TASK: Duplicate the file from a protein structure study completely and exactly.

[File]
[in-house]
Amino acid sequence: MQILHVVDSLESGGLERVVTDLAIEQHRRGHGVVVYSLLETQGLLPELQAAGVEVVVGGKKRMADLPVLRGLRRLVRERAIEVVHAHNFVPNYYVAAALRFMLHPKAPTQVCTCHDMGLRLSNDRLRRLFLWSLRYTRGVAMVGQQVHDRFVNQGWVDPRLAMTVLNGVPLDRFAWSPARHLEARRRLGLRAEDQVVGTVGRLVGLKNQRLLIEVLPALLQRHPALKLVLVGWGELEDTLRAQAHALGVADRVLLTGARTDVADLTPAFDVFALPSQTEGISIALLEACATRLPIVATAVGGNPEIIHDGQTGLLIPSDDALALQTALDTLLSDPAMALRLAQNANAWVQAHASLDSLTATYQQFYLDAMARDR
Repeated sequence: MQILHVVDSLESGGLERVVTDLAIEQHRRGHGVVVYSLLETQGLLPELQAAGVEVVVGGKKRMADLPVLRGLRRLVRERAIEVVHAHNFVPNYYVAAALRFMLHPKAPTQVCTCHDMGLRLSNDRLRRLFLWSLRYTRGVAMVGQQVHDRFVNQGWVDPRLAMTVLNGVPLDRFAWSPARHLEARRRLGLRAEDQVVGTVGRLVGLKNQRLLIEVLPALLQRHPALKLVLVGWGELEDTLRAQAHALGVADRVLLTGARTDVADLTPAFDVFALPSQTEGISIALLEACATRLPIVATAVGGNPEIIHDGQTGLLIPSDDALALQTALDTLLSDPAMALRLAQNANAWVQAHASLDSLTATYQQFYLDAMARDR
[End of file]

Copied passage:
[in-house]
Amino acid sequence: MQILHVVDSLESGGLERVVTDLAIEQHRRGHGVVVYSLLETQGLLPELQAAGVEVVVGGKKRMADLPVLRGLRRLVRERAIEVVHAHNFVPNYYVAAALRFMLHPKAPTQVCTCHDMGLRLSNDRLRRLFLWSLRYTRGVAMVGQQVHDRFVNQGWVDPRLAMTVLNGVPLDRFAWSPARHLEARRRLGLRAEDQVVGTVGRLVGLKNQRLLIEVLPALLQRHPALKLVLVGWGELEDTLRAQAHALGVADRVLLTGARTDVADLTPAFDVFALPSQTEGISIALLEACATRLPIVATAVGGNPEIIHDGQTGLLIPSDDALALQTALDTLLSDPAMALRLAQNANAWVQAHASLDSLTATYQQFYLDAMARDR
Repeated sequence: MQILHVVDSLESGGLERVVTDLAIEQHRRGHGVVVYSLLETQGLLPELQAAGVEVVVGGKKRMADLPVLRGLRRLVRERAIEVVHAHNFVPNYYVAAALRFMLHPKAPTQVCTCHDMGLRLSNDRLRRLFLWSLRYTRGVAMVGQQVHDRFVNQGWVDPRLAMTVLNGVPLDRFAWSPARHLEARRRLGLRAEDQVVGTVGRLVGLKNQRLLIEVLPALLQRHPALKLVLVGWGELEDTLRAQAHALGVADRVLLTGARTDVADLTPAFDVFALPSQTEGISIALLEACATRLPIVATAVGGNPEIIHDGQTGLLIPSDDALALQTALDTLLSDPAMALRLAQNANAWVQAHASLDSLTATYQQFYLDAMARDR